In Praise of ‘Lazy’ Salespeople
I’m fascinated by studying lazy salespeople! Let me qualify that a little, I’m fascinated by studying lazy salespeople that consistently achieve their goals.
There seems to be a “macho” mentality in too many salespeople/leaders. They express pride in how many calls they make, how many dials, how many emails, how much social selling engagement, how they are leveraging the tools. I read a post from some “expert” talking about the long hours of work, declaring he starts his day at 3 am! ( I suppose each of us could make that claim; regardless of when we start our days, it’s 3 am somewhere in the world…)
Work Smarter, Not Harder
There’s a mindset around toughness, doing more, working harder, working longer. I think back to the old Gillette commercial stating, “Never let them see you sweat…” It seems this macho mindset is just the opposite, those who are working the hardest achieve more. There’s a mindset around the “struggle” for success. Those who struggle more are more successful.
Don’t get me wrong, I have huge admiration for those that work very hard. I deeply respect those who have overcome adversity to achieve their goals and dreams. Those that work hard, those that overcome adversity to achieve their goals can serve as role models for many of us–but there’s more to their success than just the hard work or the ability to overcome adversity.
And this is why I like to meet “lazy salespeople.”
But in every organization, there’s always a small group of people. They are the “lazy salespeople.” Let me be clear, they are the lazy salespeople that always make their goals.
These people are fascinating to me. They’ve broken the code, they’ve figure out how to dramatically simplify and focus what they need to do to achieve their goals. They get the most work done, in the least amount of time.
Lazy Salespeople’s Tips For Success
Some things they do:
- They focus exclusively on their ideal customers. They don’t waste time, trying to engage marginal customers or people/organizations outside their sweet spot.
- They focus on those who have a high sense of urgency around changing, or those they can incent to have that urgency. While there may be customers that are in the sweet spot, if they don’t need to change, or don’t want to change, they won’t buy.
- They maximize their impact in each activity with the customer. Rather than have one objective in a conversation, they design each conversation to accomplish as much as possible.
- They don’t have a volume/or quantity orientation. Where volume-based people say, “I have to make 1000 calls, it will produce 10 conversations.” The lazy people think, “How do I get those 10 conversations with 100 calls, what do I have to do differently?” (This is actually from a real conversation I had recently.)
- They leverage every resource they can to help them sell. Whether it’s sponsors and mobilizers in their accounts, or resources within their own company, they find as many people to do the work for them as possible. They focus their time where they are the only person to accomplish their task.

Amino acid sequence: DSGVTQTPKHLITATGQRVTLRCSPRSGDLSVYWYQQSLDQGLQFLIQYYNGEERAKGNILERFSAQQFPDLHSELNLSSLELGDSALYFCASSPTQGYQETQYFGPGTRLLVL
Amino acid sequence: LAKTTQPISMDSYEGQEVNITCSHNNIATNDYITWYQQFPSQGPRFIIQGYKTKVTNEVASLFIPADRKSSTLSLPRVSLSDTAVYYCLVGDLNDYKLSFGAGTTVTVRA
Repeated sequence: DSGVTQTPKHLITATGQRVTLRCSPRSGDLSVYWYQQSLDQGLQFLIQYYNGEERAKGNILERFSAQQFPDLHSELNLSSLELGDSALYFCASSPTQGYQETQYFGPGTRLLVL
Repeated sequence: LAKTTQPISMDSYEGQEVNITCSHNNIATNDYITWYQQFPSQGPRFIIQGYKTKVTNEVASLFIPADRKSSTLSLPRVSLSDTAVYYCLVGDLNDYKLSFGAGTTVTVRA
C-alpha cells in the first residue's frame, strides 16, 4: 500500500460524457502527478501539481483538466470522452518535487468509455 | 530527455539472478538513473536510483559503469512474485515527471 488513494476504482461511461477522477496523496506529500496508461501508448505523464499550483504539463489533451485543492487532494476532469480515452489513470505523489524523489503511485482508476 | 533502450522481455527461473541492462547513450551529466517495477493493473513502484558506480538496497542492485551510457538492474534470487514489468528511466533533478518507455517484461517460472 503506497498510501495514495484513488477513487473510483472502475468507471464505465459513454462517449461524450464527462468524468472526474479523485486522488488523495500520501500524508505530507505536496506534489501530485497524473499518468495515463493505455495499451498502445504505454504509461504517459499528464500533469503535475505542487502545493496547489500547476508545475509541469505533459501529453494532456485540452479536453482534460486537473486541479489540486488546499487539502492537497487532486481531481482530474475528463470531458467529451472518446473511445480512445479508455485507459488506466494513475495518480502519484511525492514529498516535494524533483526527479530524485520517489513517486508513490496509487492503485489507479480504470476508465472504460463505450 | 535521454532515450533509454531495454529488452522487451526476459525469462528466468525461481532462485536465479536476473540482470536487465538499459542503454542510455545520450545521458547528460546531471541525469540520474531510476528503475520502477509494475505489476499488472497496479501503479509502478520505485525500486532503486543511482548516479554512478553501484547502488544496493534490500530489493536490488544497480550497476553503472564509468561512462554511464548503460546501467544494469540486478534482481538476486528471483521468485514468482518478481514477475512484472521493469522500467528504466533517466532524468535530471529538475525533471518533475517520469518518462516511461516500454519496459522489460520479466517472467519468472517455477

- Part of gaining leverage is using the tools as effectively as possible. If a tool can help them cut their effort, they master the use of that tool.
- While they seem to be lazy, they are very disciplined and focused on what they do. It’s not that they don’t want to do the work, it’s just that they’ve figured out what work has the highest impact and creates the greatest value. They don’t waste their time on effort, rather they focus on impact, effectiveness, and efficiency.
- They cut their losses early. They are ruthlessly pragmatic and don’t indulge in wishful thinking. It’s amazing, as we look at most sales organizations, it takes a minimum of 2 times as long to lose a deal than win a deal. With the lazy salespeople, we see that it takes them 30-50% as long to lose a deal as win a deal.
- Being a highly effective lazy salesperson means they must constantly learn and innovate. They don’t copy everyone else–after all everyone else is working too hard and producing bad results. They don’t mindlessly echo the scripts or follow the playbooks, or make mindless dials or send senseless emails. The focus only on the things that produce results.
- They realize success is less a factor of working hard, but more a factor of working smart. And then they know how to break the code on this, as well. They realize, if first, they are working as smart as possible, then working hard, they have the opportunity to overachieve.
- They tend to be very quiet, they don’t brag. They don’t puff their chest out saying, “I made 1000 dials today and sent 5000 emails.” In some sense, they want to keep what they do their secret. (This is actually, where I have some disagreement with lazy salespeople. Since they are so impactful and produce more, more effectively and efficiently, we can gain huge insight from them).
These “lazy” salespeople are in virtually every organization. It’s sometimes difficult to find them because they just quietly get the work done. But when I do find them, there’s so much we can learn.
Perhaps we should celebrate these “lazy salespeople” a little more.